My Life in Campaign Contributions

Tuesday, October 19, 2010 - 10:47 AM

Campaign finance reform. I have never given money to a political campaign as a single contributor. I have always contributed in response to specific issue or as a member of a specific institution. In the first case, I would agree that money constitutes a form of speech. 

I was paying to support an issue. It was my commentary on how much that meant to me, my contribution. It was an enhancement, if you will, to my stated opinion. In the seventies I worked for the AFLCIO as a union welder. During the 1974 political campaign (Nixon had resigned you’ll remember) I contributed through my union. Everything was voluntary according to my union buddies and I had no problem contributing but I knew that they knew whether and possibly how much I had contributed. I was just an 18-year-old, and it wasn't much money, but it was an interesting relationship. My political contribution was thrown in with that of every other union member and through our pooled cash kitty the union projected its national clout. This was not political speech. My money was kind of like the text for a bigger speech being delivered by a union which had its own agenda which certainly intersected with my political aspirations in some places but was also at odds in other places. For instance, take a look at the seniority rule in hiring and firing. This clearly did not favor me at all. Later that year I was laid off as one of the first in the first wave of layoffs from my company. I never returned and my union membership was hardly a measure of job security for me. If money was speech, it was an insult I was delivering to myself.

Much later in the corporate world it was a completely different approach. As an NBC News employee I was actually prohibited from contributing to campaigns or being seen at demonstrations. There were constant calls for “integrity” and avoiding conflicts of interest. GE, which owned NBC News, enforced these restrictions on citizen participation. NBC anchor Brian Williams used to brag about how he didn’t even vote as a way to show how objective and above it all he was. The company encouraged all of us to be a part the extensive stock purchase program in our 401Ks. You could travel everywhere in the world and TVs at GE subsidiary offices would have a little graphic in the bottom right hand corner of the screen telling the price of the GE shares. We were all stockholders in this company. We had a financial stake in its economic health at all levels. Yet, GE was a defense contractor which lobbied the same Pentagon that NBC News covered. GE was also a powerful lobbying force in the environmental movement among other things, fighting to avoid cleaning up the polluted Hudson River. GE had interests in the financial world, in health care both as a seller of medical products and as a huge employer of people needing health care. GE at one time produced cluster bombs when nations were drafting a treaty to ban landmines. I might have wanted the U.S. to sign that treaty (it still hasn’t) but my company would have been actively working to prevent that despite my interest as a citizen. I would have been prevented from even contributing to a candidate who supported it although I could vote for them. Here no money meant no speech. Why does my corporate citizenship trump my democratic citizenship?  I could vote for GE’s board of directors as a stockholder but not contribute to a candidate who favored or opposed GE’s agenda in any way.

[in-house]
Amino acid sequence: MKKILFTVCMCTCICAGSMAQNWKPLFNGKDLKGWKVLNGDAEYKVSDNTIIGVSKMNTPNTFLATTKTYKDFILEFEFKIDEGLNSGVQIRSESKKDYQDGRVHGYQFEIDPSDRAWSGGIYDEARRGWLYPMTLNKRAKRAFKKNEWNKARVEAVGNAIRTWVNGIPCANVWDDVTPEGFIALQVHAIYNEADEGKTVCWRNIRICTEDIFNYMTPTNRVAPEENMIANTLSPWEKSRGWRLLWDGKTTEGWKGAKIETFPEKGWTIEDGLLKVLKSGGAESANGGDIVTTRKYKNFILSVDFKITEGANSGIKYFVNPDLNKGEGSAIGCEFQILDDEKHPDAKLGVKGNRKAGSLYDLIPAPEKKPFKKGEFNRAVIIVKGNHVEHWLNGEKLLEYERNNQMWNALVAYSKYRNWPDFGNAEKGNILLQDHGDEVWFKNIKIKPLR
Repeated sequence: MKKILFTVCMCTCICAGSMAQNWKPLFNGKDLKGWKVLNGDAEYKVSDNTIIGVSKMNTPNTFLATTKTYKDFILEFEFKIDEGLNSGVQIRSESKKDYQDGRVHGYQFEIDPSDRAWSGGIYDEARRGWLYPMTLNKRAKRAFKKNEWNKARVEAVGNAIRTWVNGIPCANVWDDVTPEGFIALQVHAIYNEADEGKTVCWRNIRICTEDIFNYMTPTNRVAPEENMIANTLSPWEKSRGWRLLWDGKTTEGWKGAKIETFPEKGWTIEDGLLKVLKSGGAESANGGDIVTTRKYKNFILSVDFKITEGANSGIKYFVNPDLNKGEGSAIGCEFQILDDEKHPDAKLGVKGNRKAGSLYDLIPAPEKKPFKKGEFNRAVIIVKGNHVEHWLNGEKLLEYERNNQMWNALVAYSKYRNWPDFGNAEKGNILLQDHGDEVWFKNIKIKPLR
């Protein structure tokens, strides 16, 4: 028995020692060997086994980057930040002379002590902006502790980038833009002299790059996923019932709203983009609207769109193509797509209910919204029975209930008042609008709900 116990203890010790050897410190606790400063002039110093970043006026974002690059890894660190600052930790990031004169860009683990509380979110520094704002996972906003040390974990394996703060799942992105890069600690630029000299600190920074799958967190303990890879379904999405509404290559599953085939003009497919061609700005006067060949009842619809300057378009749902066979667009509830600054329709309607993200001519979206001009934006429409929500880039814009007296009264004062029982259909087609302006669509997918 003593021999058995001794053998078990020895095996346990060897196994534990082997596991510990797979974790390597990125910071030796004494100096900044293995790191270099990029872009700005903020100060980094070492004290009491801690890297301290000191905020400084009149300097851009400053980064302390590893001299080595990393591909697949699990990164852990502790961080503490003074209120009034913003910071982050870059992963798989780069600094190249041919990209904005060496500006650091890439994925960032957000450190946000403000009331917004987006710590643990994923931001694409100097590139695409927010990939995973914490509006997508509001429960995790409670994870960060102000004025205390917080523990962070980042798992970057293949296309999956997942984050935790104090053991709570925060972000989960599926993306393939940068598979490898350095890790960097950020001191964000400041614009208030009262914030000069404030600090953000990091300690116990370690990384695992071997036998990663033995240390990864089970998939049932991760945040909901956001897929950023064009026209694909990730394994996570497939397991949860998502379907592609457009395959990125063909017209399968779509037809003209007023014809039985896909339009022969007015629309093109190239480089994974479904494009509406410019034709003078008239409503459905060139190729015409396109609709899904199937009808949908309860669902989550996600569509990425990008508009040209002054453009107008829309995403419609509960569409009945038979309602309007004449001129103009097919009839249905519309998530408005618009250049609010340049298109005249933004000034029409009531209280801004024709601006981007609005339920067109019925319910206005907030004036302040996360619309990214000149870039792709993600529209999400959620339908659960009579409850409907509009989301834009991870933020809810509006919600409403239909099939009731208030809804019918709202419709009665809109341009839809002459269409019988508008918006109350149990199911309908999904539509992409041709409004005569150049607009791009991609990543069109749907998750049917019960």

My favorite moment was at an employee education retreat where it actually said I could not actively endorse in a story for NBC News that might contribute to an outcome I might have a stake in. Hmm ... I had just done a very successful series looking at the Americans with Disabilities Act for Dateline NBC. I asked the “team leader." Maybe I shouldn’t have done that story since as a man who uses a wheelchair I had a stake in the ADA being enforced. I had this conflict of interest by their definition.

The team leader smiled. He looked at his employee manual. He paused. I think, the next thing he said was simply. “Next question?”

Campaign finance reform ... good luck guys.


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